In “The Fortuitous Meeting”, the Spaniard-turned-native Piraju tells Gerard, “I was a sailor on the Spanish carrack Madre de Dios, which shipwrecked here in All Saints’ Bay in 1535.”

The carrack (“nau” in Portuguese) was one of the most important ships during the Age of Discovery.  It had three or four masts, and used a combination of square-rigged and lateen-rigged sails.

Vasco de Gama’s Nau São Gabriel


Much larger larger than its predecessors, the caravel and round caravel, the carrack displaced up to 600 tons.  This allowed it to carry more weight, making it suitable for longer exploration voyages, for trade, and for war.

Both the carrack and caravel were used by explorers like Cabral, de Gama, Magellan, and Columbus.


Replica of Christopher Columbus’s Carrack Santa Maria, 1904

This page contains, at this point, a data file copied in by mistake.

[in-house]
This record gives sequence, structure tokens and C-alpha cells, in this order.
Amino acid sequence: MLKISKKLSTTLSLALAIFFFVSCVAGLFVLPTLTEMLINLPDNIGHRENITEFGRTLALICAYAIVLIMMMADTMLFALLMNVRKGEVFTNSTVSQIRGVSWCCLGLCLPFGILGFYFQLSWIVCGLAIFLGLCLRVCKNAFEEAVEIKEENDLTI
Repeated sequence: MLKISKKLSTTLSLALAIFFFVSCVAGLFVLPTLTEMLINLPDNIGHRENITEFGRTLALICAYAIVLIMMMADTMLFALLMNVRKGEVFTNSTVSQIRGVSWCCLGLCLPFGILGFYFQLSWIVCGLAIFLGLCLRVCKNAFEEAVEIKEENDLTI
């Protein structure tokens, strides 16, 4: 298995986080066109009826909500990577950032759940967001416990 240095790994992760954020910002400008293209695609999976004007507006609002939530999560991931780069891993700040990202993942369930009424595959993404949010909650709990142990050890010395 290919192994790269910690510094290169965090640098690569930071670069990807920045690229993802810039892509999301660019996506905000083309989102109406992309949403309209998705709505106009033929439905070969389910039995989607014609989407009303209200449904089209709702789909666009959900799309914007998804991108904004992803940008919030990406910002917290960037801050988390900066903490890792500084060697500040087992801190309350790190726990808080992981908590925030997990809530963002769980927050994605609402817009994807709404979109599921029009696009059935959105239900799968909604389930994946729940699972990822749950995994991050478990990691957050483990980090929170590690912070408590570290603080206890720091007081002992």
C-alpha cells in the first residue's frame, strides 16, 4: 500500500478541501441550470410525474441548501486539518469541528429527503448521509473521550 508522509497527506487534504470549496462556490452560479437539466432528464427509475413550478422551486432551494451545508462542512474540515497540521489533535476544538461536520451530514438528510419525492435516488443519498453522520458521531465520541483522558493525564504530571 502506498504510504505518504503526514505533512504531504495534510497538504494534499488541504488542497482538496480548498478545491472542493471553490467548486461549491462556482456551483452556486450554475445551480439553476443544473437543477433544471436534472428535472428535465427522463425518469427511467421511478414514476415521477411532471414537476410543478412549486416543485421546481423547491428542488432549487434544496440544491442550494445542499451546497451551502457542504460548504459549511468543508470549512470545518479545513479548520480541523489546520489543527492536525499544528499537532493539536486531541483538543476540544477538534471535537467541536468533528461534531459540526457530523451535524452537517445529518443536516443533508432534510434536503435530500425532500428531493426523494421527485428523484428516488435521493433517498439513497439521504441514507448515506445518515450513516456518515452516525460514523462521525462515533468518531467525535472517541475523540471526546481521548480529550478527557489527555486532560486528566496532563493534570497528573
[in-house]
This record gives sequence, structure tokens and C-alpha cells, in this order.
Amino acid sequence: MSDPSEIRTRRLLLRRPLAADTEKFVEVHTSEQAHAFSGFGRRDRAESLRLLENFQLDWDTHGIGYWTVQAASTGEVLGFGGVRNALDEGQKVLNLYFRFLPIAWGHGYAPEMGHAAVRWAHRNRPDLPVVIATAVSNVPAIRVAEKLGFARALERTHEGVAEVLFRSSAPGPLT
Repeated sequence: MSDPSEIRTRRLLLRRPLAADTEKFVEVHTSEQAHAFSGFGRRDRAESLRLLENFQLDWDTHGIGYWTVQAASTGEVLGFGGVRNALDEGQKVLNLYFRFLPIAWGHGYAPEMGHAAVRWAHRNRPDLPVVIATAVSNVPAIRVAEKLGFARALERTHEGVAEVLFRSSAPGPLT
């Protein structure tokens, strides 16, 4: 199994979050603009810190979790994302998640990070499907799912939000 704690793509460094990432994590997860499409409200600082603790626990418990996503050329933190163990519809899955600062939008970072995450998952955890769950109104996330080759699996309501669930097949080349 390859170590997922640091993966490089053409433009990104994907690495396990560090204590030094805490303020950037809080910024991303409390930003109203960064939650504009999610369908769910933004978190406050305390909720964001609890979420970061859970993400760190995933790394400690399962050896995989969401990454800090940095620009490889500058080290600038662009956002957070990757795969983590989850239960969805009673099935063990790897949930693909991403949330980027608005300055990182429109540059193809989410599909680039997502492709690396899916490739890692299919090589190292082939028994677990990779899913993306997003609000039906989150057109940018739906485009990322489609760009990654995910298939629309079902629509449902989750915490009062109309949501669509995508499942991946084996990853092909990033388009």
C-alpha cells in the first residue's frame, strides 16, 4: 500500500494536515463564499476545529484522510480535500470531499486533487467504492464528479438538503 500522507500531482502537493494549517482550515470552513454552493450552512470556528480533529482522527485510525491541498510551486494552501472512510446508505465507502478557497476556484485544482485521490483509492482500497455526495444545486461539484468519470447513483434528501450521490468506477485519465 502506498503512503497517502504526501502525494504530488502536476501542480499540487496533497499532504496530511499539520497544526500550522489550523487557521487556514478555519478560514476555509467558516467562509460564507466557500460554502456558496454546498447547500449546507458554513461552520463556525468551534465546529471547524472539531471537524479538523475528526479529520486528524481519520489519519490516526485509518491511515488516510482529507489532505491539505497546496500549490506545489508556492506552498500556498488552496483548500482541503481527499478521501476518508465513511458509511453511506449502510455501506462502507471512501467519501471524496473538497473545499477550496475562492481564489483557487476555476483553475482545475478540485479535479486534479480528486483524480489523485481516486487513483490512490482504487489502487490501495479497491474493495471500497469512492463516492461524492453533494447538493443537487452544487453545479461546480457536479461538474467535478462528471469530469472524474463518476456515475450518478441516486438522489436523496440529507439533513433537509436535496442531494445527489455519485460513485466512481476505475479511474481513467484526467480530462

(Source: Wikimedia Commons)


The Santa Maria at anchor, Andries van Eertvelt

(Source: Wikimedia Commons)

The carrack was succeeded by the galleon, a ship with up to two times the displacement.  However, the carrack continued to be used into the seventeenth century.

For a technical discussion of the carrack, Rick Spilman recently wrote an excellent article entitled Spec Tech: Designing a Ship for a Fantasy Novel.

Replica of Pedro Cabral’s flagship

(Photo by Christopher Kastensmidt)

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